The problem, if there is a problem, is instrumentality from Nussbaum’s list. Sexual desire, by its very nature, makes its object a sexual object. Thus, consent is not enough to make sexual activity nonobjectifying. If X and Y consent to a NSA sexual act, they consent to an immoral activity twice: X consents to objectify Y and to be objectified by Y.
CS&P therefore faces two problems: (1) sexual desire makes us view our sexual partners as tools; it’s hard to see how partners of CS&P can adopt each other’s sexual goals for their own sake. (2) even if CS&P could adopt each other’s sexual goals for their own sake, it’s hard to see why they would, or should, because of the very nature of sexual desire, which is that it objectifies the other. No matter how we slice it, CS&P is not a morally permissible act. The only way out if where sexual desire can be satisfied without objectification. For this to happen, the morality of CS&P rests on the motives of the parties involved: why they sexually satisfy each other’s sexual desires.
As far as this goes, those who argue against CS&P make this argument:
- The motives of CS&P are selfish or self-interested to obtain sexual pleasure.
- Partners in CS&P cannot take each other’s goals for their own sakes.
- They thereby treat each other only as a means.
- Therefore, CS&P are necessarily objectifying.
Premise two of the Objectification Argument still holds because 2A-2D still holds. Is there a way out?
Second Attempt at the First Strategy:
Perhaps we can by rejecting premise 2C. If sexual desire, by nature, is objectifying, this means that we can guard against it. In other words, if something is X by nature, it does not mean that it can’t be overcome. Thus, if sexual desire does have selfish or self-interested goals by its very nature, this does not entail that it can’t be overcome. So there may be a way for the sexual partners to not sexually objectify each other, and themselves. How is this possible? To overcome the selfish or self-interested component of sexual desire, we must ask: is it possible for the people involved in casual sex to at least attend to each other’s sexual wants and pleasures for their own sake? It seems that they can because they do show concern for others even at the grip of sexual desires. Just because sexual desire is overwhelming does not mean that it blinds us to the sexual needs of our partners.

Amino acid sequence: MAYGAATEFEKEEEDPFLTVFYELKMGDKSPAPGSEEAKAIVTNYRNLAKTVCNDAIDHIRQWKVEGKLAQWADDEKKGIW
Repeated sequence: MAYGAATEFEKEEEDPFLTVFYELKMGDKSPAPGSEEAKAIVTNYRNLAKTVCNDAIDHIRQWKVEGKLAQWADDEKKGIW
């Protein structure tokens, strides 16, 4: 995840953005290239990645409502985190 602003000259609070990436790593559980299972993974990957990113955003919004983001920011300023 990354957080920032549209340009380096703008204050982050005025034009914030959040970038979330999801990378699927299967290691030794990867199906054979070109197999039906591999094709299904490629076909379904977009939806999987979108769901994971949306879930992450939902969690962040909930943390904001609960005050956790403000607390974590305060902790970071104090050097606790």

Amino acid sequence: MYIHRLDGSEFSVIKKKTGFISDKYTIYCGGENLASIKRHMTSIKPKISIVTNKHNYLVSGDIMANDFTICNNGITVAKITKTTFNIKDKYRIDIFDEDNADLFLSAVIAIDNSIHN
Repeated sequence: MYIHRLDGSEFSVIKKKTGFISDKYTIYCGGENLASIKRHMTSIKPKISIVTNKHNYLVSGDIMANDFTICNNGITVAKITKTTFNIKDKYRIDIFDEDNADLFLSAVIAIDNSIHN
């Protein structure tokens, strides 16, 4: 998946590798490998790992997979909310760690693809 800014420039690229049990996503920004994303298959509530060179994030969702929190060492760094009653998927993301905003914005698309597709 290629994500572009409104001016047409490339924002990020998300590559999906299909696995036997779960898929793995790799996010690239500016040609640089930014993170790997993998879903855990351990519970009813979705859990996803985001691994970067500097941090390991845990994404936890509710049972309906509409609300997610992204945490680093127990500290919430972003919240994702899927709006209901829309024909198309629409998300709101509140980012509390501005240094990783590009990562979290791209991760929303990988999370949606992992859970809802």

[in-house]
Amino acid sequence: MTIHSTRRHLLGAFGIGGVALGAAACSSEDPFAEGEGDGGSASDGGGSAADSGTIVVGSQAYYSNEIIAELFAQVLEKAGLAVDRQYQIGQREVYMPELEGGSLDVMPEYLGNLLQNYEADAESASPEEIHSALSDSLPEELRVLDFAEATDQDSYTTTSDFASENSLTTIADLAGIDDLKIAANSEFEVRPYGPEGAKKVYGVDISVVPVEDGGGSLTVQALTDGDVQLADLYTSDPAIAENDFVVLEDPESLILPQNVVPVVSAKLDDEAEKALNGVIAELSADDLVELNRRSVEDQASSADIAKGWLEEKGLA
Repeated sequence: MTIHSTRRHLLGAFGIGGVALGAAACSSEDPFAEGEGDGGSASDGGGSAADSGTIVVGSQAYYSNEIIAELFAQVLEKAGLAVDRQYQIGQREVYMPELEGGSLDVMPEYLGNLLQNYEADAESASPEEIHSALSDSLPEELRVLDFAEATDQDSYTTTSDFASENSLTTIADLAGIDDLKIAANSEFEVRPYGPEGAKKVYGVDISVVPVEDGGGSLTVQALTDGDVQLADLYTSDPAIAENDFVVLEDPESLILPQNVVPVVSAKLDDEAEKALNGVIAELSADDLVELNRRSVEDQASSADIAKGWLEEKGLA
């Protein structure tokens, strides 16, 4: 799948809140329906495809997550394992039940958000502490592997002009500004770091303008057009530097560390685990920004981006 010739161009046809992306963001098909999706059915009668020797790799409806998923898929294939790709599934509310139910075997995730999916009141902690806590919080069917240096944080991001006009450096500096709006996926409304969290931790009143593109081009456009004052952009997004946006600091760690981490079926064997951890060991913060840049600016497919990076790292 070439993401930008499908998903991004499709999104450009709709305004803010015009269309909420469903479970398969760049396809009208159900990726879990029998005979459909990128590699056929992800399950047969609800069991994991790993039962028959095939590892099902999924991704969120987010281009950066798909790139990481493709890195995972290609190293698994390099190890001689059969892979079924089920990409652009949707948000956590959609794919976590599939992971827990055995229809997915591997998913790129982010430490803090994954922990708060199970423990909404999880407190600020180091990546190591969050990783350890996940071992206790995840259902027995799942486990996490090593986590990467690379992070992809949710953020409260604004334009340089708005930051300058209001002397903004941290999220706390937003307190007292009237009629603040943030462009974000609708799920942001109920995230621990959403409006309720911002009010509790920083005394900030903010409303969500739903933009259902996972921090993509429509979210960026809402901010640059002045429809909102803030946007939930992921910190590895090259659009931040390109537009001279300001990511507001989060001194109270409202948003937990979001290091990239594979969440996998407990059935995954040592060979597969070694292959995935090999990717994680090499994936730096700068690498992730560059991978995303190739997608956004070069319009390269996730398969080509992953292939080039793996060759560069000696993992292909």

As an example from Halwani, suppose that Y enjoys receiving oral sex. X performs oral sex on Y for the sake of Y, not because X enjoys performing oral sex on Y, not because X sexually enjoys Y’s pleasure, and not because X desires Y to reciprocate but because X is genuinely committed to the happiness of others, including Y. This behavior is because X is kind and X wants to give Y a good time. All of these reasons suggest that X does not objectify Y, and the partners can treat each other as ends and not as mere means, premise 2C is false. Therefore, casual sex is not necessarily objectifying.